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Tangaroa’s makeover hampered by weather

Photo: Dave Allen / NIWA

Tangaroa’s makeover hampered by weather

The strong wind and rain battering Auckland this week has presented some special challenges for workers trying to paint NIWA’s flagship research vessel Tangaroa while she has been in dry dock.

Tangaroa was taken into dry dock by tug on 26 June for the first time since she had a major refit in Singapore in 2010. The only dry dock capable of accommodating her is at the Devonport Naval Base where demand for docking is at a premium.

NIWA operations manager John Hadfield said it had rained on all but one day during the docking duration. Work has carried on which has presented a number of challenges completing the maintenance programme in the time allotted.

“Fortunately the antifouling paint on the under hull (the part that sits under the water) was in very good condition and required minimal preparation before recoating. However, above the water line, on the topsides, we get marking and minor damage to the coatings from, wharves and scientific gear that is deployed over the side. This requires remedial work to be carried out.
We are still hopeful that weather conditions will allow us to get a full coat on the blue topsides before Tangaroa departs the dock on the 15th July.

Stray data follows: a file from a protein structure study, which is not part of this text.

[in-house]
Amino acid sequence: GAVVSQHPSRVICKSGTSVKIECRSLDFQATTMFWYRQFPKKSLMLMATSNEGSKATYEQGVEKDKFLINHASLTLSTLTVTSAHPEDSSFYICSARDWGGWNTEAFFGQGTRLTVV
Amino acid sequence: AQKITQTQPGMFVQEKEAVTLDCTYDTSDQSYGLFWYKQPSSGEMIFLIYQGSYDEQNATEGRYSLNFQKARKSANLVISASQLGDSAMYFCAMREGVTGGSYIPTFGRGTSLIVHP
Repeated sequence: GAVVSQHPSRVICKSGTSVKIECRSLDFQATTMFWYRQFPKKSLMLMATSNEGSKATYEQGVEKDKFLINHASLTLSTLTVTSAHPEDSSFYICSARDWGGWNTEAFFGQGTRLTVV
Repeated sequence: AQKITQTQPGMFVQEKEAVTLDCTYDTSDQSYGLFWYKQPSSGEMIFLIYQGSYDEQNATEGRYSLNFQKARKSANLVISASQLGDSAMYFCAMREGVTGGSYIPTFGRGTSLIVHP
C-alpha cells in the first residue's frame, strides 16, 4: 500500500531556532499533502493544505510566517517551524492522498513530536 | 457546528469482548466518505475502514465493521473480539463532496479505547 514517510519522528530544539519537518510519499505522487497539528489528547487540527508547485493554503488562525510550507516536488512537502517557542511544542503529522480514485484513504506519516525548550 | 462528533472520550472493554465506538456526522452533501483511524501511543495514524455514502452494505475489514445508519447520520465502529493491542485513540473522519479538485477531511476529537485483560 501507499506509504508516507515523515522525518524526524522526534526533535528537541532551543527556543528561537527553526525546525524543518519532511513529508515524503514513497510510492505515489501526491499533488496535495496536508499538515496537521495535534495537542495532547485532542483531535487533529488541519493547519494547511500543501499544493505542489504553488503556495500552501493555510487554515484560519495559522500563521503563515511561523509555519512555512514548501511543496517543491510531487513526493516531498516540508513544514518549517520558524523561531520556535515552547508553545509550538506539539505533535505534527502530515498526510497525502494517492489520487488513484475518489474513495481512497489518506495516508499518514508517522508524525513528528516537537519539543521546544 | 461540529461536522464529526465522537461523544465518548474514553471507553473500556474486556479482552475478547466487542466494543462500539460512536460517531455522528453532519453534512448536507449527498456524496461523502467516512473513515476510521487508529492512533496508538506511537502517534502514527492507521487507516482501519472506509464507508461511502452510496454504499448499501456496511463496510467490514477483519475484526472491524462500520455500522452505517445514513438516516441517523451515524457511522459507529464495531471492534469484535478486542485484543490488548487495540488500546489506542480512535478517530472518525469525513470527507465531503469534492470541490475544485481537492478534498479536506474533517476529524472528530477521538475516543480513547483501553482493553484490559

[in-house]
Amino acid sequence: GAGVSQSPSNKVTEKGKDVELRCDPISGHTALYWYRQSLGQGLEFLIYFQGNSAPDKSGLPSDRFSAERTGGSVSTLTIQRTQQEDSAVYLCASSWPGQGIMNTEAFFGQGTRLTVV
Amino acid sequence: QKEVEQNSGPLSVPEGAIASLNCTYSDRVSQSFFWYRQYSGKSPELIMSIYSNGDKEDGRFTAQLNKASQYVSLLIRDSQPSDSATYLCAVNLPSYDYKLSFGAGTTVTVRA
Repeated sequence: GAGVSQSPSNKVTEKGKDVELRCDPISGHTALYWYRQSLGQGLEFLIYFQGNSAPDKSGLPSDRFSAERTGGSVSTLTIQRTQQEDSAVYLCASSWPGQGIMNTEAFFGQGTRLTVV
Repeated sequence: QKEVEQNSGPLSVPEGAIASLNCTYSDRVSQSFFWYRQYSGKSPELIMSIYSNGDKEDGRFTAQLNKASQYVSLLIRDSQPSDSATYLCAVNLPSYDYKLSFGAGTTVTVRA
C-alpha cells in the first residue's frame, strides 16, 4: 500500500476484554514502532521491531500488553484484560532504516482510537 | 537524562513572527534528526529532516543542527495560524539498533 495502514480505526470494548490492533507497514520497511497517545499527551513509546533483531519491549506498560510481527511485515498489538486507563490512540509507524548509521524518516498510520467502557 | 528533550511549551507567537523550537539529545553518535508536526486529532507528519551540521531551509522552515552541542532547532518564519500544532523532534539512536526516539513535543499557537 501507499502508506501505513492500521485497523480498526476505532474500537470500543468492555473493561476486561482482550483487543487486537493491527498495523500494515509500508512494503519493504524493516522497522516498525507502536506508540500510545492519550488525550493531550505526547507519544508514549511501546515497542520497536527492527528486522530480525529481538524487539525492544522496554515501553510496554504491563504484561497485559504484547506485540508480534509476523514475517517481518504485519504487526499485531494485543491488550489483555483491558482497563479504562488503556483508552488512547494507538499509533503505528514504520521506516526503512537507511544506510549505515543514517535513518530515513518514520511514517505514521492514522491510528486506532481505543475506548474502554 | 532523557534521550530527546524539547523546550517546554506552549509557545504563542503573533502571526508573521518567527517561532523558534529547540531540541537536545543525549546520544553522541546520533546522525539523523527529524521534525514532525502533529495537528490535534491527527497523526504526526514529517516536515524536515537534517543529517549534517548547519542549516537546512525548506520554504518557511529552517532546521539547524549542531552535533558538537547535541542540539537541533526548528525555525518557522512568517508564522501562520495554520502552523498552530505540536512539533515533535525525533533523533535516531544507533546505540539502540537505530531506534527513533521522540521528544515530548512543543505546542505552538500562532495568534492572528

“We have had a paint expert from Altex Coatings calling the shots on when we can paint to ensure it bonds and then lasts. If the wind gets up we can’t spray paint and even on a fine day, if there is high humidity we can’t paint.”

The race against the clock may mean some areas of lower priority will be left until a later date.

Meanwhile, a range of other jobs are going on at the same time as the repaint. A new sub-bottom profiler is being fitted to her hull, the ventilation system overhauled and deck space rejigged to enable crew to launch and recover remote underwater vehicles.

The $1m sub-bottom profiler is used to identify and characterise marine sediment layers up to 200m below the sea bed and has been mounted in a pod off the hull. Data generated by the new system, known as the TOPAS PS 18, can be used for such things studying active faults, substrate identification for habitat work, hard-ground identification and canyon studies.

Mr Hadfield says most of the work will be completed on time on Monday and Tangaroa will head back to Wellingtonon Tuesday undertaking a series of trials before heading out on her next voyage into the Tasman Sea.


Images of Tangaroa being painted, welded and generally spruced up in dry dock can be found here:

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